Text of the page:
Sociocultural view of continuing professional development

This paper looks at how often-used “mind: local” metaphors have limited our understanding of learning. Mandatory continuing professional development (CPD) programs often only keep track of attendance rather than actual development. This paper looks at problems with, and alternatives to, CPD as it is often structured today.

Note: I reference this article in my essay, The duality of participation and reification, and a little Bolero.

Boud, D., and Hager, P. (2012) ‘Re-thinking continuing professional development through changing metaphors and location in professional practices’, Studies in Continuing Education, vol. 34, no. 1, pp. 17-30 [Online]. DOI: 10.1080/0158037X.2011.608656.

Outline

  1. Introduction
  2. Metaphors, learning, and commonsense
    1. Limitations of the commonsense ‘acquisition’ and ‘transfer’ metaphors
    2. Critique of the existing professional development theorizing and its metaphors
    3. Other influential metaphors
  3. How do professionals learn?
    1. A practice approach to understanding professional learning
    2. Influences of work and the context of work on professional learning
  4. What does this imply for continuing development?
  5. Towards a fuller notion of CPD

Notes

Metaphors

The common use of some metaphors are limiting our understanding of learning — metaphors like “acquiring” and “transferring” learning. These metaphors have also negatively influenced CPD programs:

Proposed new metaphors: Participation, construction, and becoming.

Practice, work, and learning

Most learning occurs as part of work and social activities, especially when solving problems with others. Some professions recognize this and have extensive internship periods (for example, residency programs for new doctors).

‘Practice’ combines what, where, when, and why people do an activity. It links activity with context. It is not just applying knowledge. It is ‘becoming’ and it involves change. Practices evolve and can emerge in unpredictable ways.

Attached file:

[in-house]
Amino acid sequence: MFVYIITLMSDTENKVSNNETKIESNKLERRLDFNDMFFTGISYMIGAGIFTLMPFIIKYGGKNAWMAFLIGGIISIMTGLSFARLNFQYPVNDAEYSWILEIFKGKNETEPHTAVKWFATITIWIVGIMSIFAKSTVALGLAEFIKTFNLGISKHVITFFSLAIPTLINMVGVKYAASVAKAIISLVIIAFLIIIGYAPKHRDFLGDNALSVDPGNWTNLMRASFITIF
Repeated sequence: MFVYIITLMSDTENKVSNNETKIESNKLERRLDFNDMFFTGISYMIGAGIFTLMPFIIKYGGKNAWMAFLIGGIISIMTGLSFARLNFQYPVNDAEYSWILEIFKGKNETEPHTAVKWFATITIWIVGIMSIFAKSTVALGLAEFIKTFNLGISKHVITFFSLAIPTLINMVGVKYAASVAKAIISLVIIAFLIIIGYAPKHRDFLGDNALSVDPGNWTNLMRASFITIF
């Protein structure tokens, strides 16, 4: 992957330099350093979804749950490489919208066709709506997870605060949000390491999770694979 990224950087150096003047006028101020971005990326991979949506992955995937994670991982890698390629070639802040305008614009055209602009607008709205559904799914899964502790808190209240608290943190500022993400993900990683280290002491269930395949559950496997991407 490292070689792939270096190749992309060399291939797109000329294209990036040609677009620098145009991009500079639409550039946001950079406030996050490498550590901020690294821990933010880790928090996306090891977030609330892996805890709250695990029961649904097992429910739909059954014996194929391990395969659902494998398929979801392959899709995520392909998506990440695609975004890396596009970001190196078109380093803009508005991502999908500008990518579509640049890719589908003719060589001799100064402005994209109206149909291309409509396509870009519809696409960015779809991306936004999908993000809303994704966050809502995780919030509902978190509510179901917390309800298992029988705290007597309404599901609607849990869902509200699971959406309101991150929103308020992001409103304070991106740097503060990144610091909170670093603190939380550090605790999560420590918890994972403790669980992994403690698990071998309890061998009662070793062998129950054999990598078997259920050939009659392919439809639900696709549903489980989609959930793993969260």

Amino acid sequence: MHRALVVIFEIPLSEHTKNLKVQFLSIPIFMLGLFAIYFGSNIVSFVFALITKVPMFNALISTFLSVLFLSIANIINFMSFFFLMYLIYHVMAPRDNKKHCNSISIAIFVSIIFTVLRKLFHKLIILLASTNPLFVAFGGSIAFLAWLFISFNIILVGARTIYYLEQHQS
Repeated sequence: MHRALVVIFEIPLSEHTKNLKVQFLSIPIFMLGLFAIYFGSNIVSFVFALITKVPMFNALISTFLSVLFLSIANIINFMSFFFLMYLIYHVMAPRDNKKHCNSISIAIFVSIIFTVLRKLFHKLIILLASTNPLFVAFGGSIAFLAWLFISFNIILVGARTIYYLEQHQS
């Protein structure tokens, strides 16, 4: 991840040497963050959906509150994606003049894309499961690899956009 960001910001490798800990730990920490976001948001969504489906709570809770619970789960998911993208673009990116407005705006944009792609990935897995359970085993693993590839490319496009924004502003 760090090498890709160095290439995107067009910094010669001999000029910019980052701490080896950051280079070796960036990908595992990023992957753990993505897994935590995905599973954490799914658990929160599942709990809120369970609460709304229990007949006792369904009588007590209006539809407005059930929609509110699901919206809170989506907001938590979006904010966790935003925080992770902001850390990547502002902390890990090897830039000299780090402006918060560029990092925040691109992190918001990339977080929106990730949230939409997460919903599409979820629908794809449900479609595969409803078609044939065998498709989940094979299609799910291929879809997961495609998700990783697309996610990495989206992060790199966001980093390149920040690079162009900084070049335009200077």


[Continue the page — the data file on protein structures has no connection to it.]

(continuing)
Think of professionals not as just their attributes but how they use those attributes in practice.

Fostering learning at work

Work can provide opportunities for learning, and/or it can inhibit learning. Important factors:

Expansive participation provides more learning opportunities than restrictive participation:

Expansive participation (more learning opportunities)Restrictive participation (fewer learning opportunities)
Widely distributed skillsPolarized distribution of skills
Technical skills valuedTechnical skills taken for granted
Knowledge and skills of whole workforce developed and valuedKnowledge and skills of key workers or groups developed and valued
Cross-disciplinary groups or communication encouragedBounded communication and work
Manager or supervisor as enablerManager as controller
Chances to learn new jobs or skillsLack of workplace mobility
Expanded job designRestricted job design
Bottom-up approach to innovationTop-down approach to innovation
Formative approach to evaluationSummative approach to evaluation
Individual progression encouraged; strong internal labor marketWeak internal labor market; recruitment mainly from outside to meet skill needs

CPD and training

CPD should include experiences or opportunities to expand the professionals’ practice by participating with others. For example:

  • Temporarily doing the job of a more senior person
  • Collaborating with others across functions or disciplines

Training courses are still important, but attendance in those courses should not take away from the main point — the situated learning of professionals.

Analysis of CPD programs needs to move from analyzing individual skills and knowledge toward analysis of environments and practices in them — and how to extend practice scope.

See also

I think this article is very similar to Sfard, A. (1998) ‘On Two Metaphors for Learning and the Dangers of Choosing Just One’.

Bennett, M., and P.M.S. Hacker. 2003. Philosophical foundations of neuroscience. Oxford:Blackwell.

Colley, H., D. James, M. Tedder, and K. Diment. 2003. Learning as becoming in vocational education and training: Class, gender and the role of habitus. Journal of Vocational Education and Training 55, no. 4: 47197.

Ellstrom, P.E. 2001. Integrating learning and work: Problems and prospects. Human Resource Development Quarterly 12, no. 4: 42135.

Johnsson, M., and D. Boud. 2010. Towards an emergent view of learning work. International Journal of Lifelong Education 29, no. 3: 35568.

Johnsson, M., D. Boud, and N. Solomon. [Forthcoming.] Learning in-between, across and beyond workplace boundaries: possibilities for human resource development practice. International Journal of Human Resources Development and Management.

Scanlon, L. 2011. Becoming a professional: An interdisciplinary analysis of professional learning. Dordrecht: Springer.

Skule, S. 2004. Learning conditions at work: A framework to understand and assess informal learning in the workplace. International Journal of Training and Development 8, no. 1: 820.

Unwin, L., and A. Fuller. 2003. Expanding learning in the workplace: Making more of individual and organisational potential. Leicester: National Institute of Adult Continuing Education.

Leave a reply